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AOL lays out legal defence over version 5.0 class actions

There isn't a case. Simple.

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The class action against AOL is due to arrive in Miami's District Court on 2 March, and the Internet giant has laid out its legal defence.

The action - a conglomeration of several filed early last year - is seeking compensation for damaged caused to people's computers thanks to version 5.0 of its software. The software, it is claimed, stopped customers from connecting to the Net through any ISP except AOL, and fiddled about with system settings in order to tie in consumers. This has the effect of crashing some computers and causing constant error messages to pop up on others.

Amazingly, when AOL produced version 6.0 at the end of last year, the same problems were encountered.

There is no doubt that AOL attempted to tie in customers. The software is thought to have changed around 200 files and there is no way that most users would know how to get round it. And that this monkeying about caused PCs to go haywire is not disputed - but is AOL legally to blame for it?

No, says AOL (unsurprisingly). It has no case to answer because users signed up to AOL's Ts&Cs when they decided to install the software. Of course, these contain clauses to the effect that AOL isn't to blame if the software screws up their PC. Legally, it's a fair point. Plus, without this proviso AOL would be nuts to put any software out there.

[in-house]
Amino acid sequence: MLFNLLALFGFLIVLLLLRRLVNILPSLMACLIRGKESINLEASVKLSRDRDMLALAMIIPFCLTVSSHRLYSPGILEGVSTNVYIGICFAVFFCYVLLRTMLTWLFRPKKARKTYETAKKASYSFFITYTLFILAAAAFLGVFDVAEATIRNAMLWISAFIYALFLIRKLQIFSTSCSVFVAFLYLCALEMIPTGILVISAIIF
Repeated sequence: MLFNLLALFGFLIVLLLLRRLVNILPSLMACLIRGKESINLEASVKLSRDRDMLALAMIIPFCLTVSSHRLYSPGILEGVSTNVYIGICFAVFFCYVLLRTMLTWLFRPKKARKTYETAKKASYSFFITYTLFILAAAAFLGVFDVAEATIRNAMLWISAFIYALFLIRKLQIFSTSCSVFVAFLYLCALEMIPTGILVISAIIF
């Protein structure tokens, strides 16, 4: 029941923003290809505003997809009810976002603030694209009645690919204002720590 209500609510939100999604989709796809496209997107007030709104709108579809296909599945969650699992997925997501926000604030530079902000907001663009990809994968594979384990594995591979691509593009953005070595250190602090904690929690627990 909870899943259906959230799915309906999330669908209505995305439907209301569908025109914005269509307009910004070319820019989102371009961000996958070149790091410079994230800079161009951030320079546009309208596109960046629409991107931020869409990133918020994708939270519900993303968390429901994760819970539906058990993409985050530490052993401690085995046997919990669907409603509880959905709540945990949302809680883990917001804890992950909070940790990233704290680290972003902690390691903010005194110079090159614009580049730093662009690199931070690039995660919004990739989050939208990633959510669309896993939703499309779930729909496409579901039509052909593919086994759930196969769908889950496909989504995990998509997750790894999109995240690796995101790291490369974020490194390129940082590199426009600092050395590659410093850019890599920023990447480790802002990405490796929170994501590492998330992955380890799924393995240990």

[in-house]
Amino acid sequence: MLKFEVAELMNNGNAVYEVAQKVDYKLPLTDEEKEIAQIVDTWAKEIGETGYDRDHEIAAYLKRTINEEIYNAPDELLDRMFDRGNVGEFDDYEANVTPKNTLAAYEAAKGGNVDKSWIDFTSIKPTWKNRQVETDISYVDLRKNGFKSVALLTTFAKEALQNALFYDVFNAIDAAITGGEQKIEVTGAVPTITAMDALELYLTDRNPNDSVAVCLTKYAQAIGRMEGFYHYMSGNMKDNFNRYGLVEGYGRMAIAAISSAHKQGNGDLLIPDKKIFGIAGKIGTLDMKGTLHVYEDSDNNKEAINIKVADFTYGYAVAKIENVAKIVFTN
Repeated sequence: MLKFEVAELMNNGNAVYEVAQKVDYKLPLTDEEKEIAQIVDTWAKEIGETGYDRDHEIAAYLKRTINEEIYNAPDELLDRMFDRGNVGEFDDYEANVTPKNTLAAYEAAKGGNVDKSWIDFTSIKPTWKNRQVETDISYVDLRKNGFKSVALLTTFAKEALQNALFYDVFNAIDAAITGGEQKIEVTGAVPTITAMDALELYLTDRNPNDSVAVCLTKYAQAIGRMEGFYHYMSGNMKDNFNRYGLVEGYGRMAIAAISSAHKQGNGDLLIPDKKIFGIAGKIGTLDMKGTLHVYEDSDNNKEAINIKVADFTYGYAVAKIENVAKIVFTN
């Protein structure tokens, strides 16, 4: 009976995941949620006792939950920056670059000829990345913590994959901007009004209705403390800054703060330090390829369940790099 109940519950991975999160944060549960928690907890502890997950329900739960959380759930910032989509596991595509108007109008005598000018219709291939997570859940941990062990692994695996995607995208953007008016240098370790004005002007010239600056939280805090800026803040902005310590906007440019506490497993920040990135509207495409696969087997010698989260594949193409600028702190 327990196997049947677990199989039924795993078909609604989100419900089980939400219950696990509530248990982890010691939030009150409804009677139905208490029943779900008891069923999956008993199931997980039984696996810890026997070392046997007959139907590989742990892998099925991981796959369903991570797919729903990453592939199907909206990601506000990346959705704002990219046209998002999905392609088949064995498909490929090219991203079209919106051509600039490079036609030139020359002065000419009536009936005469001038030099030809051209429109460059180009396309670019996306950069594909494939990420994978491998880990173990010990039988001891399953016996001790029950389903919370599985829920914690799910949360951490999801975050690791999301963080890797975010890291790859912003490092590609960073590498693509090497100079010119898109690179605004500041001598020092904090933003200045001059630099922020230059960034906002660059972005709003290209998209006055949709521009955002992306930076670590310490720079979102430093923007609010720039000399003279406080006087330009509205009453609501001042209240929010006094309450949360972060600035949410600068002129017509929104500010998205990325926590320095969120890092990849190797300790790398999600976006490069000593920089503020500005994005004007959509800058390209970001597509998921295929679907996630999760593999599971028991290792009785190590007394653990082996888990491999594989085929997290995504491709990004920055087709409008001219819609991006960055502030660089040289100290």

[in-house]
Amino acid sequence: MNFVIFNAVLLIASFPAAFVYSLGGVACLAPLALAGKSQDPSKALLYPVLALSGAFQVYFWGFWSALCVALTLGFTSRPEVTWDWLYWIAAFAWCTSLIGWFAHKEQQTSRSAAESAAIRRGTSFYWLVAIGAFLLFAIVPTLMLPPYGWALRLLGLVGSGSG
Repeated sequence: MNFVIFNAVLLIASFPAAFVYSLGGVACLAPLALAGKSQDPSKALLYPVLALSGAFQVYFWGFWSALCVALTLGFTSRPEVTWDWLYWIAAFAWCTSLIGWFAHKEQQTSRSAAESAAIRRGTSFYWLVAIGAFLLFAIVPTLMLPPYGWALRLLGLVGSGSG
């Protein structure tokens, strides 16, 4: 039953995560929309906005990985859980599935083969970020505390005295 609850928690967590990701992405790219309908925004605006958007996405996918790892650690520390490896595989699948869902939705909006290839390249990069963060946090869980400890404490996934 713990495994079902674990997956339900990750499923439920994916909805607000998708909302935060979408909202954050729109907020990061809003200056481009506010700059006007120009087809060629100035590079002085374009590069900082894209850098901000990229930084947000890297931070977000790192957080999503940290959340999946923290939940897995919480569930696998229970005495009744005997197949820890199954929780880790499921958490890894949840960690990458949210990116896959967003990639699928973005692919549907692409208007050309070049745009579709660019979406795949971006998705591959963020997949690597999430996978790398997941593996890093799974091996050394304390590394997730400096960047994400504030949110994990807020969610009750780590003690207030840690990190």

Ah! But the Ts&Cs don't appear until after you downloaded the software and by then the damage is done, say the defendants. Besides, AOL is culpable under the Computer Fraud and Abuse Act. No we're not, says AOL. For the Act to be used there has to be over $5,000 worth of damage. The question is: will this hold up legally? There may not be $5,000 damage to a single PC but in total, damage stretches into millions.

And hang on, cry the offended. AOL distributed this saying it was "risk free" and "easy to use". Clearly it wasn't. "What you actually believe that guff?" said AOL [actually, we've made that bit up]. We suspect the court case will be unfeasibly dull, so we may have to just cover the final decision if that's alright. ®

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AOL scoffs at class action
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